Travel News: January 22, 2019

Hong Kong

Carnival Launching Four New Cruise Ships in 2019 on Three Cruise Lines
Cruise Fever

Carnival Corporation, the world’s largest travel and leisure company, will launch four new cruise ships in 2019 on three of their cruise lines including new ships from Carnival Cruise Line and Princess Cruises.

Carnival currently operates nine cruise lines and over 100 cruise ships.  The cruise giant will grow even more in 2019 with the introduction of four new cruise ships.  The new cruise ships include their largest ship to date, Costa Smeralda at 183,900 gross tons.


Trump weighs dramatic tightening of U.S. embargo on Cuba
Travel Weekly

The Trump administration is weighing what could become the most serious tightening of the U.S. trade embargo on Cuba in more than two decades — a move that could unleash a flurry of lawsuits against foreign companies that have invested on the island.

A 1996 law known as the Helms-Burton Act give Americans the right to sue companies profiting from properties confiscated by Cuba’s government after its 1959 socialist revolution. That potentially could allow hundreds of lawsuits against corporations around the world, from Spanish companies that run Cuban hotels to Chinese and Turkish firms renovating Cuban ports.


Asian Airlines Turn to Super Business Suites Rather Than First Class

When Malaysia Airlines added its first Airbus A350-900 about a year ago, Airbus hailed it as the first carrier to install first class on the new jet, outfitting its cabin with four seats, each with privacy doors.

But there was a problem: By global standards, the cabin wasn’t opulent and customers weren’t paying hefty premiums to sit in it. So late last year, Malaysia redefined its marketing, turning what was an average product into a “Business Suite,” with many perks of first class at a lower price. Malaysia also renamed the larger first class suite on its Airbus A380s.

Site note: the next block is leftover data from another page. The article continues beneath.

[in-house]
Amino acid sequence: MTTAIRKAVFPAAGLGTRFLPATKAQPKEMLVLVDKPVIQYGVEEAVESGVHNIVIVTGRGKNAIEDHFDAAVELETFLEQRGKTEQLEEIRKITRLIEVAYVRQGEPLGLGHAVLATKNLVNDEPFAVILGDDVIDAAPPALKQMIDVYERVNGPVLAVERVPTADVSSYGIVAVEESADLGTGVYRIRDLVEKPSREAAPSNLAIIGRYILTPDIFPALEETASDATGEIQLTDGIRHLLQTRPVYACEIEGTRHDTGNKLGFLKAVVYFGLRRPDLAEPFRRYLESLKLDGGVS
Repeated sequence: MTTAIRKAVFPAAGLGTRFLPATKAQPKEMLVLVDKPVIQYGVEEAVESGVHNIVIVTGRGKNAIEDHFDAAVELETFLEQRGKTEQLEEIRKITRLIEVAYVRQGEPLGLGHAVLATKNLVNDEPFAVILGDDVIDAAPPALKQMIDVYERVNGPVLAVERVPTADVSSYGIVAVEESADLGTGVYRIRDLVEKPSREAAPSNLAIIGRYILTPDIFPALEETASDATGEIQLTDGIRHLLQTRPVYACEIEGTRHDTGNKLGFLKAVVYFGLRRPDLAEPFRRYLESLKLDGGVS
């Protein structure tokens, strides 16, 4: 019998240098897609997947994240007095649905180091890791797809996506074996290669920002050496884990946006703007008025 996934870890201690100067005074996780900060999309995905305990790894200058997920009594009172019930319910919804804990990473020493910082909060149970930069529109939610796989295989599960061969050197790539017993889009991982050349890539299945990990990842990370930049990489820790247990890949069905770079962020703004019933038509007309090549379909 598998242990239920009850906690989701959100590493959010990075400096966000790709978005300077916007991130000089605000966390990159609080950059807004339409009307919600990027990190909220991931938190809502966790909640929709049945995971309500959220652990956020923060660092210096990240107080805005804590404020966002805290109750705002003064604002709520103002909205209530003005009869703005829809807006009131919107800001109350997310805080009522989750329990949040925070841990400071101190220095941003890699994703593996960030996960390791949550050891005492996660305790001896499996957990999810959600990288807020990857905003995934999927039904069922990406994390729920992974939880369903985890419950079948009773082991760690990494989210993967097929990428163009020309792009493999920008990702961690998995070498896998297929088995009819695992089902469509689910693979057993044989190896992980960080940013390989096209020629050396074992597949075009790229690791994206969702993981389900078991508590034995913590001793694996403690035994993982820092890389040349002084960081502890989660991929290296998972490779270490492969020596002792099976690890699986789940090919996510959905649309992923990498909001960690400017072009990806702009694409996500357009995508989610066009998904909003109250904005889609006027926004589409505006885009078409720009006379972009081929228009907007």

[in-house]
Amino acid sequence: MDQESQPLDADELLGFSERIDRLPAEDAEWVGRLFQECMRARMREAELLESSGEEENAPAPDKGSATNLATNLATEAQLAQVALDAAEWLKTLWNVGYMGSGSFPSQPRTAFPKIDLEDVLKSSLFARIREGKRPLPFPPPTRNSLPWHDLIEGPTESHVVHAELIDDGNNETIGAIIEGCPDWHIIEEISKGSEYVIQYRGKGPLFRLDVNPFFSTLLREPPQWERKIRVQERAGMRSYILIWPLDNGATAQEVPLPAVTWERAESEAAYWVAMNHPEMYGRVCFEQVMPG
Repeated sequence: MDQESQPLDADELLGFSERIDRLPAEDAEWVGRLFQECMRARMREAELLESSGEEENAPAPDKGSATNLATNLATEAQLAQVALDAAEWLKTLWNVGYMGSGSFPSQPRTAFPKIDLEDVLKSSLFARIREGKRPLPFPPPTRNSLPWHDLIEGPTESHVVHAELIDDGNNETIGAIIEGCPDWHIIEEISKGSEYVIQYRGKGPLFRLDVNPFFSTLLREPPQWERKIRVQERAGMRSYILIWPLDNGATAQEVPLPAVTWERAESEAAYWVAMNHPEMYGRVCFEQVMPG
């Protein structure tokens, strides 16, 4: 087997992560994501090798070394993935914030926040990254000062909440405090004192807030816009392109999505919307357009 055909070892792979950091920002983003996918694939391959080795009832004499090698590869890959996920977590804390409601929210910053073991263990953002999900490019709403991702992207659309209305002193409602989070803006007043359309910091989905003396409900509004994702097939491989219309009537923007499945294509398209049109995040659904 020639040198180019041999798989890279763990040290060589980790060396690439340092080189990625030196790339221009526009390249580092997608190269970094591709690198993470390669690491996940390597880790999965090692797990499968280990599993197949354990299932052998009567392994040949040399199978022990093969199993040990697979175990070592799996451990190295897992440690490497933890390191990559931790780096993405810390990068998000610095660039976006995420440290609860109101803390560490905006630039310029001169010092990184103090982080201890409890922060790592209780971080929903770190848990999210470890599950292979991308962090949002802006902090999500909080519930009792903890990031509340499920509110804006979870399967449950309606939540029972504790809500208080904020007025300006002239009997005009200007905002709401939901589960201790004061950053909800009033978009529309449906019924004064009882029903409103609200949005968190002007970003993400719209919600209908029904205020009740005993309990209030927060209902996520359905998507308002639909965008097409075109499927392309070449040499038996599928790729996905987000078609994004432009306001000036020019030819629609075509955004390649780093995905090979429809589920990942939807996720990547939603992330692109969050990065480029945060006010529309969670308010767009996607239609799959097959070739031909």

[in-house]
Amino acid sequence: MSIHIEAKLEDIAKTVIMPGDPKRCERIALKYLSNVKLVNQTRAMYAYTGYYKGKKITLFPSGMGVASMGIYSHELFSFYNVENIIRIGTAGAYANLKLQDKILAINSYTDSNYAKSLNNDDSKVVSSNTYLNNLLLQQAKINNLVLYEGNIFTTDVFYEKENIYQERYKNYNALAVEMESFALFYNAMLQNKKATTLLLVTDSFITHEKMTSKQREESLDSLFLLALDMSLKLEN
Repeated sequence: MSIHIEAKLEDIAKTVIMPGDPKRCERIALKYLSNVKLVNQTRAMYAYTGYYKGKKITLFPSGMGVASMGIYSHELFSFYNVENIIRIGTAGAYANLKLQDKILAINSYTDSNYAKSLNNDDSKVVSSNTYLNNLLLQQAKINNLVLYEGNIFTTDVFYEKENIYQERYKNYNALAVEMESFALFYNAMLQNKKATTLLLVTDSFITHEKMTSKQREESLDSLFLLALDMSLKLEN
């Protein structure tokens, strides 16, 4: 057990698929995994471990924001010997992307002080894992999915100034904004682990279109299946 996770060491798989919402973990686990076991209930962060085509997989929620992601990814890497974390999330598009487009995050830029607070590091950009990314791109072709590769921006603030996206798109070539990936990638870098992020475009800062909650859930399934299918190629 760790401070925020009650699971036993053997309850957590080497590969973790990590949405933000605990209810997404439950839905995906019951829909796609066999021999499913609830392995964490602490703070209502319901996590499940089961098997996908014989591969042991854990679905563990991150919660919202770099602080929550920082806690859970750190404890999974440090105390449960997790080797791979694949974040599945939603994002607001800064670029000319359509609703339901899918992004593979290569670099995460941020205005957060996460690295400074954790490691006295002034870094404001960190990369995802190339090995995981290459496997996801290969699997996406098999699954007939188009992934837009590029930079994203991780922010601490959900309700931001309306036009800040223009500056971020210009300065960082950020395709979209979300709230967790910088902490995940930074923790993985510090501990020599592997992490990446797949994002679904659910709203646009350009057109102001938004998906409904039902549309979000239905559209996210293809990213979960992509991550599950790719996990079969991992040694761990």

2019 opens with strict measures combating overtourism
Travel Weekly

A day-tripper tax in Venice. New levies on cruise passengers in Amsterdam. A hike in the hotel tax in Ireland. A ban on motorcoaches in Rome. Strict new entry policies at Machu Picchu.

Welcome to 2019, a year that opened with a host of new taxes and restrictions designed to address overcrowding, infrastructure challenges and other issues associated with the growing problem of overtourism.

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By: Matt Long

Matt has a true passion for travel. As someone who has a bad case of the travel bug, Matt travels the world in order to share tips on where to go, what to see and how to experience the best the world has to offer. Also follow Matt on Twitter, Facebook and

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